Another surprising fact about this foundation is that despite being founded and operated by the regime’s so-called reformists, many of the regime’s IRGC officers are shareholders or members of its board of trustees. Gholam-Ali Abu Hamzeh, the former commander of the Sarallah Corps in Kerman province, and the names of several other senior IRGC commanders can be seen among board members in this so-called charity.

Reports have indicated that the foundation received at least 400 million Euros, at an exchange rate of 42,000 tomans preferred currency, from Rouhani’s government, but there is no information on how and where this huge amount of money has been spent. More shocking reports have also uncovered that a member of its board of trustees is currently present and active in 23 companies with different positions.

In 2005, Hossein Marashi attempted to change the statute of the charity by getting the signatures of Mohammad Reza Bahonar and Qassem Soleimani to join the board of trustees, but the governor and representative of Kerman announced that they would not be accepting the amendment. However, Marashi, who relied heavily on Soleimani, did not pay any attention to their protests.

According to Article 13 of this statute, the board of trustees must appoint a successor and inherit this charity in practice. Qassem Soleimani’s daughter Zaynab reportedly donated around $2 million towards the marriage of Lebanese girls, which appears to have been funded from her inheritance from her father’s share in this charity.

In addition to these activities, this charity has also established a bank. The Resalat Bank has more than 30 branches across Iran, and some of the senior commanders of the Revolutionary Guards are partners on the board of directors.

No Foreign Company Is Willing To Invest in Iran Regime’s Ports

A brief look at the extent of foreign investments in Iran’s economy reveals the real situation of the overall economic situation.

At the heart of this story is the fate of the Chabahar port. It has now been more than two years since a contract for investment has been signed by India, but the Indians have not implemented it yet. As a result, none of the regime’s goals for this port have been realized.

The Indians have requested the application of international arbitration to resolve disputes with the regime and did not allow the regime to use the six port cranes installed by Indian companies at another port, called the Beheshti port.

Rouzbeh Mokhtari, the chairman of the regime’s Board of the Shipping Association, accused the Indians of buying time and added that he believes that no country or foreign company has the appetite to invest in Iran’s ports. He stated that the reason for this is that all of them are waiting to analyze the fate of the regime’s nuclear negotiations.

On April 24, the state-run ILNA news agency wrote in their publication, “The Indian company even with this amount of green light that it has received for investing in Chabahar port, has still problems in the banking sector, and the fear of sanctions has created a graver situation than the sanctions itself.”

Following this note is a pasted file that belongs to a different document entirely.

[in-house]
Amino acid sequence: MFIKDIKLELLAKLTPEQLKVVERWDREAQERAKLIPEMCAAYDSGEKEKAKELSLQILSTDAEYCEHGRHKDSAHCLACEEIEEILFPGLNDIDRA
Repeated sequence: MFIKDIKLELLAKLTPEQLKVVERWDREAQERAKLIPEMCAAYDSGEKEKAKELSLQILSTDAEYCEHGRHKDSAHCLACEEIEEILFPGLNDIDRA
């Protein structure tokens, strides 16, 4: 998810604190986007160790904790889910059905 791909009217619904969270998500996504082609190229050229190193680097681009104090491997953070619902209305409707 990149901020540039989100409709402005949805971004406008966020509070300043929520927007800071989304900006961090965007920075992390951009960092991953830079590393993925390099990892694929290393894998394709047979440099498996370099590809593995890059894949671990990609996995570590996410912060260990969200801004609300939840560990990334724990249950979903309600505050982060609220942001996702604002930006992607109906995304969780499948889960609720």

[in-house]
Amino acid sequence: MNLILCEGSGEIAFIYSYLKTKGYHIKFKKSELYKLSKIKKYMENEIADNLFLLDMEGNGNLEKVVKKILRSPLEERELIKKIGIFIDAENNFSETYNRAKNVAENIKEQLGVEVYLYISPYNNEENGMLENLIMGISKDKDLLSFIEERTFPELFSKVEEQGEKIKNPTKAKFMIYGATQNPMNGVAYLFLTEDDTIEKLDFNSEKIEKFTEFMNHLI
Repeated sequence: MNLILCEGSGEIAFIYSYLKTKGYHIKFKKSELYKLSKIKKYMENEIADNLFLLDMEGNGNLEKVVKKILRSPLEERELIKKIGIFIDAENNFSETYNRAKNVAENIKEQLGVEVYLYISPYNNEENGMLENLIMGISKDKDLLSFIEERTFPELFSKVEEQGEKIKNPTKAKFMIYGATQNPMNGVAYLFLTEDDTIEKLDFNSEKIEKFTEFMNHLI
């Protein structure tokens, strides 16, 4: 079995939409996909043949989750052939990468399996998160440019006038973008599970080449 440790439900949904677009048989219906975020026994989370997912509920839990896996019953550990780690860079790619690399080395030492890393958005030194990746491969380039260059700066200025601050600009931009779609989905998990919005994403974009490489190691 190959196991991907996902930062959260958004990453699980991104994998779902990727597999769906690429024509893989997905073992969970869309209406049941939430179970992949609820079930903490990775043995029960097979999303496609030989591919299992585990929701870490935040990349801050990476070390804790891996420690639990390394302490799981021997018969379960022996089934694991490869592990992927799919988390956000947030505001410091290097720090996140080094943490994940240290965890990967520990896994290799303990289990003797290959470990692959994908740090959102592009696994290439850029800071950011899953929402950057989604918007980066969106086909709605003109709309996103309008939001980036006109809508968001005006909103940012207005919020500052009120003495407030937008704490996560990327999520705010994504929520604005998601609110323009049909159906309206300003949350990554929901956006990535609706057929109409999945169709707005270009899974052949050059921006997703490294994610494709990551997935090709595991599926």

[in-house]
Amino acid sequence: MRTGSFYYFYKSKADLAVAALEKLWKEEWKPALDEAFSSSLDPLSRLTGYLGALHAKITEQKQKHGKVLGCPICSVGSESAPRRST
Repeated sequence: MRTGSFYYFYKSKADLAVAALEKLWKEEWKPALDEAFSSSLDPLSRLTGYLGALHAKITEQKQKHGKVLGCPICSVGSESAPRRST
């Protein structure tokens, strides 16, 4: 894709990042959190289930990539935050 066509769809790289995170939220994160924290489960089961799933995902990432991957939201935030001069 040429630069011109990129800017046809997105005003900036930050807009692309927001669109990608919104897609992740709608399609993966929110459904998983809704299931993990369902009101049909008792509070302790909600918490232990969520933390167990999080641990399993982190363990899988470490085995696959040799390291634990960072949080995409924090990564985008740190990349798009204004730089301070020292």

They added, “Although the activity in Chabahar port is not subject to sanctions, fear of sanctions for international companies has prevented the formation of the necessary determination to fulfill the contractual obligations and has caused the Indian side to move with caution in the case of the Chabahar port. The Indian operator has not fulfilled its obligations, and one of the reasons is the continuation of sanctions.”

As reported by ILNA, according to published statistics, India has not made any other significant steps to increase ship and cargo traffic in Chabahar, despite the significant volume of trade with Iran, Afghanistan, and Central Asian countries, in addition to the transit of 75,000 tons of wheat through the Beheshti port to Afghanistan in 2020.

According to the Indian media, New Delhi has not yet provided the promised $150 million credit line for the development of the Beheshti port. In February 2016, the loan to Iran was approved through EXIM Bank, but the lender is said to be reluctant to provide the funds due to problems with US sanctions against the regime.

More than 6 years have passed since the agreement on the establishment of transportation, and trade corridors between Iran, India, and Afghanistan called the ‘Chabahar Agreement’ was signed.

According to the agreement reached between Iran and India, the state-owned company India Ports Global Limited (IPGL), under the management of India’s Ministry of Ports, Shipping and Waterways, was selected as the operator of Chabahar port and was scheduled for a 10-year contract after two years of operations at the Beheshti Port.

Now, Chabahar has not only become the transportation and trade corridor between India and Afghanistan and other countries in the region as the regime wished, but it has been downgraded as a port for the transportation of basic goods and minerals and the transit statistics of the container, and transit cargoes at this port have been drastically reduced.

Recently, the Indian government chose Pakistan over Iran to ship its wheat to Afghanistan, and just last week, it was reported that Indian cargo had been sent to Russia via Georgia. Considering Russia’s critical situation at the moment, it seemed like this was the best opportunity for the regime to be a bridge for the transfer of transit cargo from India to Russia, but of course, this did not happen.